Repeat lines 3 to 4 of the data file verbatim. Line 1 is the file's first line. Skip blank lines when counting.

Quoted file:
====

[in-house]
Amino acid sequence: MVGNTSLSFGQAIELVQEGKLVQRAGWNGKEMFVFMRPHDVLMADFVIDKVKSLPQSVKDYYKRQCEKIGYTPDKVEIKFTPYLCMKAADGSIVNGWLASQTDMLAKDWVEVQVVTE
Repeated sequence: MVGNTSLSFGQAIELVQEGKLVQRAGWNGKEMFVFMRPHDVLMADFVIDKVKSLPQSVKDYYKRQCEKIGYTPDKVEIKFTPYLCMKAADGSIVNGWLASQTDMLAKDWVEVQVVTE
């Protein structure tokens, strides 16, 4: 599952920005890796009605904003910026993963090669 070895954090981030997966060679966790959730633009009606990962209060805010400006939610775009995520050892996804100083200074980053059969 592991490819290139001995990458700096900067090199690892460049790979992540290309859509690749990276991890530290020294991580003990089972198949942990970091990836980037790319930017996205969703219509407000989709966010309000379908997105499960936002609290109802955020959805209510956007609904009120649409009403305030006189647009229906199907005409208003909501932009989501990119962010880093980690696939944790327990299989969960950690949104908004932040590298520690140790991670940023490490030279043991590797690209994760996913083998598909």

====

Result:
Repeated sequence: MVGNTSLSFGQAIELVQEGKLVQRAGWNGKEMFVFMRPHDVLMADFVIDKVKSLPQSVKDYYKRQCEKIGYTPDKVEIKFTPYLCMKAADGSIVNGWLASQTDMLAKDWVEVQVVTE
């Protein structure tokens, strides 16, 4: 599952920005890796009605904003910026993963090669 070895954090981030997966060679966790959730633009009606990962209060805010400006939610775009995520050892996804100083200074980053059969 592991490819290139001995990458700096900067090199690892460049790979992540290309859509690749990276991890530290020294991580003990089972198949942990970091990836980037790319930017996205969703219509407000989709966010309000379908997105499960936002609290109802955020959805209510956007609904009120649409009403305030006189647009229906199907005409208003909501932009989501990119962010880093980690696939944790327990299989969960950690949104908004932040590298520690140790991670940023490490030279043991590797690209994760996913083998598909």